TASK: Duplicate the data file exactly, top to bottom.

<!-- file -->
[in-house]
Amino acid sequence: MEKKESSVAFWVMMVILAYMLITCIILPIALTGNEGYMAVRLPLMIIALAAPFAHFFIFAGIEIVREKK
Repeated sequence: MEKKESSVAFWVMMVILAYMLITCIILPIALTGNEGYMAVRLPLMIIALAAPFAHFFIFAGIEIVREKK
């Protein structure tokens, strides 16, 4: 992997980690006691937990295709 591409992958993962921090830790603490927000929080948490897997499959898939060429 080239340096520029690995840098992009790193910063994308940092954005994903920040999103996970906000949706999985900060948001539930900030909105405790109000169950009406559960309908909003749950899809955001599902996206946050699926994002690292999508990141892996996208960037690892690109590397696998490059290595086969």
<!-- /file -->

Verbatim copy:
[in-house]
Amino acid sequence: MEKKESSVAFWVMMVILAYMLITCIILPIALTGNEGYMAVRLPLMIIALAAPFAHFFIFAGIEIVREKK
Repeated sequence: MEKKESSVAFWVMMVILAYMLITCIILPIALTGNEGYMAVRLPLMIIALAAPFAHFFIFAGIEIVREKK
């Protein structure tokens, strides 16, 4: 992997980690006691937990295709 591409992958993962921090830790603490927000929080948490897997499959898939060429 080239340096520029690995840098992009790193910063994308940092954005994903920040999103996970906000949706999985900060948001539930900030909105405790109000169950009406559960309908909003749950899809955001599902996206946050699926994002690292999508990141892996996208960037690892690109590397696998490059290595086969």